Case in point: My younger cousin posted a status about fighting some girl who was talking to her boyfriend (you know; young people stuff). Blah, blah, blah.  The comments went back and forth for some time, but that was not my problem. Honestly, I didn’t give two s***s…

I guess the girl wanted to meet up so they could fight…or dance (I don’t know what these kids are in to nowadays). And what did my cousin do? She posted her address… ONLINE! Talk about shaking my dang head! Here is the problem, my cousin and my aunt were staying with my mom during that time, and my mom was taking care of my daughter while I was deployed. At that moment, I wanted to fly in just to kick both of their butts. Why would you do such a stupid thing like that? Posting your address to everyone; to strangers? Don’t get me wrong, if you want to put all your business out there for all the World Wide Web to see, be my guest. However, consider your safety first. The internet is full of crazies. Protect yourself. Also, don’t RSVP people into the party that is your life only for you to take back the invitation (how rude).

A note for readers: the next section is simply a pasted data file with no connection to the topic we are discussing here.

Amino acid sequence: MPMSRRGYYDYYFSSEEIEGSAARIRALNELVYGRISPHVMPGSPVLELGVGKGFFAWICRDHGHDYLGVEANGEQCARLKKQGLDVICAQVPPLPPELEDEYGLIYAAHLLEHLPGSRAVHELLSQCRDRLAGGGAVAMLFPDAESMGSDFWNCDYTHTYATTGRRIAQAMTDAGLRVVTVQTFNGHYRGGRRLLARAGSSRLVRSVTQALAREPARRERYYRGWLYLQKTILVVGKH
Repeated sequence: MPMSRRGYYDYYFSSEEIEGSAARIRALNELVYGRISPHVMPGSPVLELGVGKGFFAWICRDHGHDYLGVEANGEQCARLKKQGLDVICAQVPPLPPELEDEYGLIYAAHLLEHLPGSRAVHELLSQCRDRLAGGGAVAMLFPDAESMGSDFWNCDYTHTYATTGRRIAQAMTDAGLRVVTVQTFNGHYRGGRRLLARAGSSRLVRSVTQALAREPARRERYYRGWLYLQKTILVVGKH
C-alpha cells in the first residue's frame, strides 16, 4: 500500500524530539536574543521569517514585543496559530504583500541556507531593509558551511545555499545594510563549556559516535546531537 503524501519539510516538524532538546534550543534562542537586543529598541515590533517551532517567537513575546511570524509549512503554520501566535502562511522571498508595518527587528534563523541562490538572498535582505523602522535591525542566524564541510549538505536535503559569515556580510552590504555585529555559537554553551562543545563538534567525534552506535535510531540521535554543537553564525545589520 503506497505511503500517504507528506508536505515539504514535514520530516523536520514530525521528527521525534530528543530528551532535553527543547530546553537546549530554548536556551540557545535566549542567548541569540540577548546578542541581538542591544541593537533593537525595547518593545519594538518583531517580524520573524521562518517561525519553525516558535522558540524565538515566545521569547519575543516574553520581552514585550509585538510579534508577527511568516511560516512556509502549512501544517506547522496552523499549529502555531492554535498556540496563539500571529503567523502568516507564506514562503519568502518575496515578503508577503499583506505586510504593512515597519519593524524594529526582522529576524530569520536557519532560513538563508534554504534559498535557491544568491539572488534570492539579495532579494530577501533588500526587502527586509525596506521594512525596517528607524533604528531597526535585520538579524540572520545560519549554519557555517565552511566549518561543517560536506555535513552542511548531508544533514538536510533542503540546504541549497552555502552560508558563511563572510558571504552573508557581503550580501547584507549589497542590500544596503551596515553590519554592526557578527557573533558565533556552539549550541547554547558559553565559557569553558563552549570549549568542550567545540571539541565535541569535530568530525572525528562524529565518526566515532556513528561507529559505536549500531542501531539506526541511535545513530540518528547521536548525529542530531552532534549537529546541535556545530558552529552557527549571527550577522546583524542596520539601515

Another issue? Trolls. I’m not talking about those ugly motherfers that live under draw bridges and make you solve riddles. The trolls I’m talking about are the cyber gangsters using their keyboards as AK-47s. Words cannot describe how much I hate these guys. Their main objective is to comment stupid, ignorant crap in order to stir up drama. In my experience, it usually involves a big heaping pile of racism. During recent years, we have seen numerous accounts of police officers killing unarmed suspects; many of whom are minorities. Of course, there was racial tension in pure American fashion. On Facebook, I would read certain articles to get some more detailed information on story. There, I would see the comments. Some were utterly disgusting and vile. It felt as though I was back in 1952. I’m surprised they didn’t ask me for my freedom papers. There was a lot of “Monkey this” and “Ner that”. It felt as though I was playing Call of Duty with a bunch of twelve-year-olds (a bunch of vicious adolescents whose body parts have yet to descend).